Cladhach is a collection of three or four houses - barely a hamlet - on the single track road which ends at Ballyhogh, beneath Coll's highest point (a humble three hundred feet or so).
Highland cattle happily occupy the immediate hinterland to Cladhach Bay, as well as several fields to the south of the hamlet. It is a scene which defies the passage of time; it is easy to imagine that not a thing has changed in three or four hundred years.
The appearance of the landscape on the island is also constant; the northern section resembles a currant bun with chunks of rock protruding everywhere, while the southern half is softer and flatter with big sand dunes prominent behind the two gorgeous bays at Crossapol and Feall.
Coll is blessed with long hours of sunshine in spring and early summer, although it is also notorious for above average wind (the main reason that its near neighbour, Tiree, enjoys a growing reputation in wind-surfing circles).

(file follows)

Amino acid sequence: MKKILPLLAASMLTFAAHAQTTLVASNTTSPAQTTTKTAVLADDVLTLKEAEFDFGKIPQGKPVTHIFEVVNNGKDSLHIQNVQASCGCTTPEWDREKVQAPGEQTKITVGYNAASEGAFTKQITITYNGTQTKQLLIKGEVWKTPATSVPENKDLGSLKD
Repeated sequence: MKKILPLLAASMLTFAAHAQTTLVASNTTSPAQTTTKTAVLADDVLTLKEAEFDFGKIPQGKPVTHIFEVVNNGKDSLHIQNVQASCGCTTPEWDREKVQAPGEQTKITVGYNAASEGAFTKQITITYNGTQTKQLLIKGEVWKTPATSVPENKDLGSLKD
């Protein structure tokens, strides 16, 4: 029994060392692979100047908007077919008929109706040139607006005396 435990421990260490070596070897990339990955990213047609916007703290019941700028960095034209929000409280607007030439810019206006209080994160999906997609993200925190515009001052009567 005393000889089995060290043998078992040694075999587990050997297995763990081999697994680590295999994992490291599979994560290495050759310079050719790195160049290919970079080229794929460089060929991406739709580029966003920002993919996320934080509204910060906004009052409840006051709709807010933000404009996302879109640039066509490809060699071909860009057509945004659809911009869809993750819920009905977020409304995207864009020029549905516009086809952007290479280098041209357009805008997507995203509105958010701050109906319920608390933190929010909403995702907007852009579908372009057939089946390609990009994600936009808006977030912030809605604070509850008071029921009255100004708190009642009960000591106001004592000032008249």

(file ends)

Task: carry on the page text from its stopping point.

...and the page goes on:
With a population of 150, it is hard to believe that this island is self-sufficient, but some 7000 sheep and around 1000 cattle testify to the success of farming, while the tourist industry remains vital to the local economy. The villagers of Arinagour and those who run small businesses there eagerly look forward to the daily arrival of the Calmac ferry from Oban. Were that lifeline to be removed - for whatever reason - the painful decline of another Scottish island could be the only consequence. Thankfully, with four new houses being constructed on the island, the signs are all positive.
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